In digital hardware design, reconfigurable devices such as Field Programmable Gate Arrays (FPGAs) allow for a unique feature called partial reconfiguration PR). This refers to the reprogramming of a subset of the reconfigurable logic during active operation. PR allows multiple hardware blocks to be consolidated into a single partition, which can be reprogrammed at run-time as desired. This may reduce the logic circuit (and silicon area) requirements and greatly extend functionality. Furthermore, dynamic partial reconfiguration (DPR) refers to PR that does not halt the system during reprogramming. This allows for configuration to overlap with normal processing, potentially achieving better system performance than a static(halting) PR implementation. This work has investigated the advantages and trade-offs of DPR as applied to an existing color space conversion(CSC) engine provided by Hewlett-Packard (HP). Two versions were created: a single-pipeline engine, which can only overlap tasks in specific sequences; and a dual-pipeline engine, which can overlap any consecutive tasks. These were implemented in a Virtex-6 FPGA. Data communication occurs over the PCI Express (PCIe) interface. Test results show improvements in execution speed and resource utilization, though some are minor due to intrinsic characteristics of the CSC engine pipeline. The dual-pipeline version outperformed the single-pipeline in most test cases. Therefore, future work will focus on multiple-pipeline architectures.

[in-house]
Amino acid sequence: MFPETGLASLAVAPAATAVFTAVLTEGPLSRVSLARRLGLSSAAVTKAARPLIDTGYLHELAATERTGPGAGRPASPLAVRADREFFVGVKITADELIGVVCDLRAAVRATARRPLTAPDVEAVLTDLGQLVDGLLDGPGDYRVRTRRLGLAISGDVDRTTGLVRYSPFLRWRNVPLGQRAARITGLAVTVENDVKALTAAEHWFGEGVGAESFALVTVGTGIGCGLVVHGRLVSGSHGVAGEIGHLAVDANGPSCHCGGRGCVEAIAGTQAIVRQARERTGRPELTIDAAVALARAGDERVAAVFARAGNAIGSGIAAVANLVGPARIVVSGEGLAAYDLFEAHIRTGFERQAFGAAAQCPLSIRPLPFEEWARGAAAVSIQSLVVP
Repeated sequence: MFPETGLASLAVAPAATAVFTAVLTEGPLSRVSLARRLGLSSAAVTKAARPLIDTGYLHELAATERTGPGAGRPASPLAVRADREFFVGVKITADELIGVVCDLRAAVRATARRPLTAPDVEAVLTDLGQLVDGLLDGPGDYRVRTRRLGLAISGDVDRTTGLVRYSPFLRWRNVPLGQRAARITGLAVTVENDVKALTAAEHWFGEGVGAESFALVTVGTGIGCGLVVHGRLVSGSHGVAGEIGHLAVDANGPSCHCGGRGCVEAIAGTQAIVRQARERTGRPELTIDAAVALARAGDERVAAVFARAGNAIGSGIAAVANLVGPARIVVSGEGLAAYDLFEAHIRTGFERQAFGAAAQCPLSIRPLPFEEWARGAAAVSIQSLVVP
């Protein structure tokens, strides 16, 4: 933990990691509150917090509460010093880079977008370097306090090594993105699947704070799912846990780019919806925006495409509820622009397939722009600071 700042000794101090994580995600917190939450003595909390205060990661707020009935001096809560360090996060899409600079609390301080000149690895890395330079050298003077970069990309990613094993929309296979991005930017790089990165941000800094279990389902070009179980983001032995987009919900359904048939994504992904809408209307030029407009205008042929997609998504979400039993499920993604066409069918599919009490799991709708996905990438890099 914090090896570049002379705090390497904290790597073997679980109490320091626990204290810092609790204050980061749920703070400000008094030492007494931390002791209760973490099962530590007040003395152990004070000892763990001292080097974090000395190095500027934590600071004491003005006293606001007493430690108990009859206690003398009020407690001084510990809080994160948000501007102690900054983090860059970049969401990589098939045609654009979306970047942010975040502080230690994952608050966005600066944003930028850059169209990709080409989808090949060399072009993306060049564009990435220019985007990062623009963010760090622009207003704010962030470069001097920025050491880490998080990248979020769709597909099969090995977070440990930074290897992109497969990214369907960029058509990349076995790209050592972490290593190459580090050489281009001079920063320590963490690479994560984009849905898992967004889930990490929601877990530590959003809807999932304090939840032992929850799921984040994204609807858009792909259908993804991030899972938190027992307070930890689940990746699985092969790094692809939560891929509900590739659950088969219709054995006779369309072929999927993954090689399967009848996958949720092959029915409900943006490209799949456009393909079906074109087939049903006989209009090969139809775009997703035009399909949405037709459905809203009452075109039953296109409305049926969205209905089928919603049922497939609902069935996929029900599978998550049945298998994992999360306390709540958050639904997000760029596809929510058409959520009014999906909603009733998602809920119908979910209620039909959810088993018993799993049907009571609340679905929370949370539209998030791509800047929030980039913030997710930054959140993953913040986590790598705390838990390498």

Library of Congress Subject Headings
Programmable array logic; Image processing--Digital techniques; Logic design; Interconnects (Integrated circuit technology)
Department, Program, or Center
Electrical Engineering (KGCOE)
Toukatly, Ryan, "Dynamic partial reconfiguration for pipelined digital systems— A Case study using a color space conversion engine" (2011). Thesis. Rochester Institute of Technology. Accessed from
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